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At Hope's Edge  by Cairistiona

Aragorn opened his eyes after a night of fitful sleep to see the face of Mallor looming above him, not even an armís length from his face. With a loud cry, he flinched violently and pushed himself away until his back hit the wall on the far side of the cot.

"Iím sorry, sir!" the apparition cried, and ran out of the room, leaving Aragorn to stare wildly at the doorway and try in vain to calm the frantic thudding of his heart. Had he just seen a ghost or had he, despite Halbaradís skill with the athelas, somehow left the circles of Arda after all? Taking in the rustic room that seemed unchanged from the night before, he ruled out the latter, but that small fact did nothing to comfort him, nor did the fact that he did not really believe in ghosts, at least not the type that hovered over you as you lay innocently sleeping, waiting to so terrify you on awakening that your heart nearly stops. So that left him with only one other alternative:

He must have lost his mind.

He groaned and slowly sat up. Every muscle protested. He could never recall being so stiff, sore, and weak in his life. He was not certain but what even his hair ached. He rubbed his face, feeling every one of his years. Acutely. I suppose even a mere sixty-nine-year-old Nķmenůrean can feel old after battling a Nazgfl. But to then be confronted by ghosts...or more likely the apparent loss of oneís sanity...

He scrubbed at his face with both hands and whispered, "What did I just see?"

A chuckle from the doorway surprised him. He had thought he was alone.

"It wasnít a lost spirit," Halbarad said. He walked over to sit on the edge of Aragornís bed. "That was Mallorís younger brother. Mirror image of Mallor, even though heís nearly four years younger. He could no longer contain his curiosity about the Chieftain of the Dķnedain and apparently sneaked in here to see just what you looked like."

"That was... wait... you mean to say that was...." He stopped and took a deep breath. "You are telling me that the boy that I just saw was Mallorís brother? How is it that he isĖoh." The answer to the question he had never seemed able to ask yesterday finally came to him, though it seemed too farfetched. "We are at the home of Malthen? But how?"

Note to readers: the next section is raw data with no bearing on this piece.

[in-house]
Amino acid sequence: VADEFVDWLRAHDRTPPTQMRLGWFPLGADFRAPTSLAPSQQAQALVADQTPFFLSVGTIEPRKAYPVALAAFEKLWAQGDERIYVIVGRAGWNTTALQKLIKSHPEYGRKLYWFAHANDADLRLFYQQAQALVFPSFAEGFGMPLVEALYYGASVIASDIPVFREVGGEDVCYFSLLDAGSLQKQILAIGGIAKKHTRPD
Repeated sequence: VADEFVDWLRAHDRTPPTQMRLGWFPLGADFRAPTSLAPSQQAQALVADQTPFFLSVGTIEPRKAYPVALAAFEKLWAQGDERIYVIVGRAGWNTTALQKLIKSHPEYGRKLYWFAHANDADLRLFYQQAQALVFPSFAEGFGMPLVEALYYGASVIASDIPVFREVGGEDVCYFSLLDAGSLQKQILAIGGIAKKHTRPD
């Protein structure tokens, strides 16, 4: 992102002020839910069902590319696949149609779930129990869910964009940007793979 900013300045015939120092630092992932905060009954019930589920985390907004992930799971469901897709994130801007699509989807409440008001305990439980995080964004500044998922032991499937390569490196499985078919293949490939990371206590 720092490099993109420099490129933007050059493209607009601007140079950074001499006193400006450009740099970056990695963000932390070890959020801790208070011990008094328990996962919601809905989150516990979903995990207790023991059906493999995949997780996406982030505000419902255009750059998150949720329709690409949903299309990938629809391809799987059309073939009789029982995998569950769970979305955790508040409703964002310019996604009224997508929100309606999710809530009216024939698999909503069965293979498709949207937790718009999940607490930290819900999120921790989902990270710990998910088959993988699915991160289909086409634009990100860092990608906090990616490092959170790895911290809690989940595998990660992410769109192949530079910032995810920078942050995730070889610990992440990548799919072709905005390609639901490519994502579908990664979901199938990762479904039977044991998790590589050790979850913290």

"Yes, this is their farm. When we ran from the NazgŻl, we had the choice of crossing the river into the Wilds and seeking Rivendell, or trying for more immediate shelter. Denlad knew their farm was not far off, and he thought it best to seek the shelter there. And he was rightótrying to go all the way to Rivendell might have been the end of you."

Aragorn frowned. "So Mallorís mother learned of her sonís death in the midst of our invasion of her home." He pinched the bridge of his nose. He could not remember the last time in his life when things had gone according to plan. "This was not how I would have broken the news to her."

"Nor I, but ofttimes life does not acquiesce to our plans. I tried to comfort her as best as I could."

"But where is she? Surely you did not drive her from her own home? Weíve taken enough from her!"

Halbarad gave him a look his accusation deserved. "Of course not we did not drive her from her home! Thereís a small house beside this one... a little cottage where she said Malthenís mother once lived. Sheís staying there, with Randir, the one who just scared the living wits out of you. Her name is Neala, by the way. She is waiting for you to give her leave to come."

"Give her leave? When we are uninvited guests in her own home? And when she has already lost two of her loved ones in my service? No... I will go to her this very morning." He swung his legs over the bed, causing Halbarad to scramble to his feet out of the way. Aragorn saw the protest in Halbaradís face and hardened his voice as he staggered upright. "She will not come to me like some supplicant on her knees! I am the one in greatly in her debt, and... and... I will... I.... " He stammered to a halt as the room suddenly seemed to fade and slide away from him.

Halbaradís hand immediately grasped his arm. "Easy, easy," he soothed as he guided Aragorn back into bed. "Calm yourselfĖyouíre not ready to be up yet."